The Violin Channel recently sat down with British cellist Steven Isserlis – as he was making final preparation for his recital this Sunday, with acclaimed harpsichordist and Baroque scholar Richard Egarr, at New York’s 92nd Street Y.
Hi Steven, tell us a little about the repertoire for this Sunday’s recital.
“Richard and I will perform Bach’s 1st and 2nd Viola de Gamba Sonatas – glorious works … then there is a beautiful sonata for cello by Boccherini, which is a refined and exquisite example of this wonderful composer’s language. I find him to be the gentlest of composers, and I love him for it.
I’ll perform Bach’s Solo Suite No. 5 – which is the most dark and tragic of the six suites.
We’ll also play an arrangement I’ve done myself of the rather eccentric violin sonata by Scarlatti … it’s vintage Scarlatti – full of fizz and energy.
Richard will also perform Handel’s ‘The Harmonious Blacksmith’ Suite No. 4 in E Major, another winner.”
What was the idea behind this eclectic Baroque-lovers programme?
“It was nothing more than Richard and I really love performing together, and of course most of the repertoire we play together is baroque or early classical.
He’s a highly educated Baroque player and scholar but also a highly instinctive and above all passionately inventive musician; we’ve been great friends for many years and performed together many times.
Richard has the ability to make the harpsichord sing … and this is a selection of our most treasured Baroque works.”
As you mentioned, the Scarlatti sonata is an arrangement originally written for violin and harpsichord. Did this pose any challenges?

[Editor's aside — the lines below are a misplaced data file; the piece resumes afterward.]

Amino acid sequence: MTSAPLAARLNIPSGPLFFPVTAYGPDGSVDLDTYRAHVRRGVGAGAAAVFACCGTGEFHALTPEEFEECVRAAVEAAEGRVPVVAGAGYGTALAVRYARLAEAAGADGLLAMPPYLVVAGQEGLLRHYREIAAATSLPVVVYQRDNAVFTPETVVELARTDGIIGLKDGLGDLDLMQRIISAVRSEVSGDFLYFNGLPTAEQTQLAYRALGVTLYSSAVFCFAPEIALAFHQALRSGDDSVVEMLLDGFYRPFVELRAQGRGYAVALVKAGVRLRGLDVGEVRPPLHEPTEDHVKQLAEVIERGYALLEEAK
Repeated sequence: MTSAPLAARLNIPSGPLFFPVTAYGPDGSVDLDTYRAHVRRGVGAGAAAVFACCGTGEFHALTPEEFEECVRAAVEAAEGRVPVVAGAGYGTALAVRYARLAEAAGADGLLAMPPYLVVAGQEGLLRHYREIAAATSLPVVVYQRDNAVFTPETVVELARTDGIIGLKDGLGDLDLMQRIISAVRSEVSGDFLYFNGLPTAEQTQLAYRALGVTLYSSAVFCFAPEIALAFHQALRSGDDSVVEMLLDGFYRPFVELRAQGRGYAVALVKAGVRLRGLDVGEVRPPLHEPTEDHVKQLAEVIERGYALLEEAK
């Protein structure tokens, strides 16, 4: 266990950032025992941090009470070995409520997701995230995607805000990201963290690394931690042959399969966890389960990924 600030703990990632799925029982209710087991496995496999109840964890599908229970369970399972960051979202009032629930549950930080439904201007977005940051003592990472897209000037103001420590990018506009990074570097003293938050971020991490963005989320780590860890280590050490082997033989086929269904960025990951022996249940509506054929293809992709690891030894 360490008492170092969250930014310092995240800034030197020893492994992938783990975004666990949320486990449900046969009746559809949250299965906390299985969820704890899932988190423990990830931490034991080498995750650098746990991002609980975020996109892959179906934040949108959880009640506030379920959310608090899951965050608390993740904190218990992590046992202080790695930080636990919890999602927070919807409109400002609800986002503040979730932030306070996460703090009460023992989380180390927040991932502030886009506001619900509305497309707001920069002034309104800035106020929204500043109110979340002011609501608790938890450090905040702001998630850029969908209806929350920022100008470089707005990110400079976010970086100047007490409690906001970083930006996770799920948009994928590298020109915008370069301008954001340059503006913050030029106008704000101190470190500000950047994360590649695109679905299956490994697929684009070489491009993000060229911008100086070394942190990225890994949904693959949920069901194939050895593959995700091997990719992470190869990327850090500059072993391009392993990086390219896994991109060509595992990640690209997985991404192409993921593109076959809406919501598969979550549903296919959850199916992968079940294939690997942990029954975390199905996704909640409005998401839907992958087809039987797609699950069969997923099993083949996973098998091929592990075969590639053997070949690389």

“Not really … It was predominantly taken down the octave and stylistically is well-suited to the cello. It was actually listed as a keyboard sonata for many years, until Lionel Salter pointed out that it and a few other sonatas in the keyboard collection were actually violin sonatas.
We recorded the Scarlatti sonata, along the gamba sonatas of Bach and Handel, a few years ago. I’ve loved it from the moment I first saw it – Scarlatti is unique!
I enjoy adapting works, but this wasn’t one of my more difficult attempts … the masochist in me is keen to take on Schumann’s 2nd violin sonata next …”
This performance is part of a larger US tour that you are both currently undertaking. How do you keep repertoire fresh with performances night after night?
“Masterpieces like these are never a problem in keeping them fresh.
Bach will always surprise you.”
What are you hoping the 92nd Street Y listeners will take away with them?
“I’m hoping the listeners in the audience will simply take away the miracle that is Bach, Boccherini, Scarlatti and Handel. And that is all.
We’re most certainly not giving a lecture recital – rather simply just playing exquisite music.”
Is there something unique or special about performing at the 92nd Street Y?
“It actually reminds me somewhat of the Wigmore Hall in London, my ‘musical home’ … so there is a nice feeling of being home when I perform at the Y.
The acoustics for small ensembles are beautiful and I really appreciate how adventurous the artistic team is with the programming – if I have an interesting idea, they’ll listen – and more than often be interested.”
The Violin Channel is this week giving away 3 x Steven Isserlis VIP 92Y ticket packs – each containing 2 premium concert tickets + a post-concert backstage ‘meet and greet’ with the soloist + a personally-autographed souvenir CD and concert program.